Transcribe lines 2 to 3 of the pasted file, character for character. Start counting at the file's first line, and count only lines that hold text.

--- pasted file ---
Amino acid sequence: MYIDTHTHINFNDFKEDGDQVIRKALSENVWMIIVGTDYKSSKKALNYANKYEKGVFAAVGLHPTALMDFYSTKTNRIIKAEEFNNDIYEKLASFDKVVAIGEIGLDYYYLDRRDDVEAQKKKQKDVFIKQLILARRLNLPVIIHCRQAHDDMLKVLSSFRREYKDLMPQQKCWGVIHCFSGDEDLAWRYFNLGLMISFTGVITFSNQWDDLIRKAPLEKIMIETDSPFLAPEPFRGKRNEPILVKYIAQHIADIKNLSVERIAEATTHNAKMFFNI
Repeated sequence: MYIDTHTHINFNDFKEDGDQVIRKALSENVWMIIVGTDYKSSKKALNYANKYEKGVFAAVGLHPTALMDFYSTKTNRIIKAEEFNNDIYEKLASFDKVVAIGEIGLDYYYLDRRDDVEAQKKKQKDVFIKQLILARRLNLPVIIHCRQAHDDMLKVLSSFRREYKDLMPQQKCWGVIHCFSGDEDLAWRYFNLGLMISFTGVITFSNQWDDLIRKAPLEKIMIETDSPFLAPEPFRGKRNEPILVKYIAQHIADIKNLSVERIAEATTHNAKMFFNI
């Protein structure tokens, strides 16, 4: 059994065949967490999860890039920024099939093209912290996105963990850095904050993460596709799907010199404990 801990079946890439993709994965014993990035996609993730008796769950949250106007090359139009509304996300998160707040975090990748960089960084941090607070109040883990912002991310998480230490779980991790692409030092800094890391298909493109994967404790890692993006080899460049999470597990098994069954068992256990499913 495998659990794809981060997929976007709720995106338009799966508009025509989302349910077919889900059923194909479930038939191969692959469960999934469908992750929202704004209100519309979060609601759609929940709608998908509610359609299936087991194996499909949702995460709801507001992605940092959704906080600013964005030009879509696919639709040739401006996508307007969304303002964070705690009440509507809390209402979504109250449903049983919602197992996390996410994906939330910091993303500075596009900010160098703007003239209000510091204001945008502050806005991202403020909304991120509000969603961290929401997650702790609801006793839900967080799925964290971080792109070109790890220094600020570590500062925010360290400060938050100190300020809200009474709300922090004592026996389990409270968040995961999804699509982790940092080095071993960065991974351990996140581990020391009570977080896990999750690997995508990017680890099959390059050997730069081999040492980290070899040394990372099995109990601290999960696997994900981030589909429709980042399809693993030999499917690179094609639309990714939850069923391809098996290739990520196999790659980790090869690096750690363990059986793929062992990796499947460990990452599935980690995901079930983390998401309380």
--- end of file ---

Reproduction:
Repeated sequence: MYIDTHTHINFNDFKEDGDQVIRKALSENVWMIIVGTDYKSSKKALNYANKYEKGVFAAVGLHPTALMDFYSTKTNRIIKAEEFNNDIYEKLASFDKVVAIGEIGLDYYYLDRRDDVEAQKKKQKDVFIKQLILARRLNLPVIIHCRQAHDDMLKVLSSFRREYKDLMPQQKCWGVIHCFSGDEDLAWRYFNLGLMISFTGVITFSNQWDDLIRKAPLEKIMIETDSPFLAPEPFRGKRNEPILVKYIAQHIADIKNLSVERIAEATTHNAKMFFNI
């Protein structure tokens, strides 16, 4: 059994065949967490999860890039920024099939093209912290996105963990850095904050993460596709799907010199404990 801990079946890439993709994965014993990035996609993730008796769950949250106007090359139009509304996300998160707040975090990748960089960084941090607070109040883990912002991310998480230490779980991790692409030092800094890391298909493109994967404790890692993006080899460049999470597990098994069954068992256990499913 495998659990794809981060997929976007709720995106338009799966508009025509989302349910077919889900059923194909479930038939191969692959469960999934469908992750929202704004209100519309979060609601759609929940709608998908509610359609299936087991194996499909949702995460709801507001992605940092959704906080600013964005030009879509696919639709040739401006996508307007969304303002964070705690009440509507809390209402979504109250449903049983919602197992996390996410994906939330910091993303500075596009900010160098703007003239209000510091204001945008502050806005991202403020909304991120509000969603961290929401997650702790609801006793839900967080799925964290971080792109070109790890220094600020570590500062925010360290400060938050100190300020809200009474709300922090004592026996389990409270968040995961999804699509982790940092080095071993960065991974351990996140581990020391009570977080896990999750690997995508990017680890099959390059050997730069081999040492980290070899040394990372099995109990601290999960696997994900981030589909429709980042399809693993030999499917690179094609639309990714939850069923391809098996290739990520196999790659980790090869690096750690363990059986793929062992990796499947460990990452599935980690995901079930983390998401309380």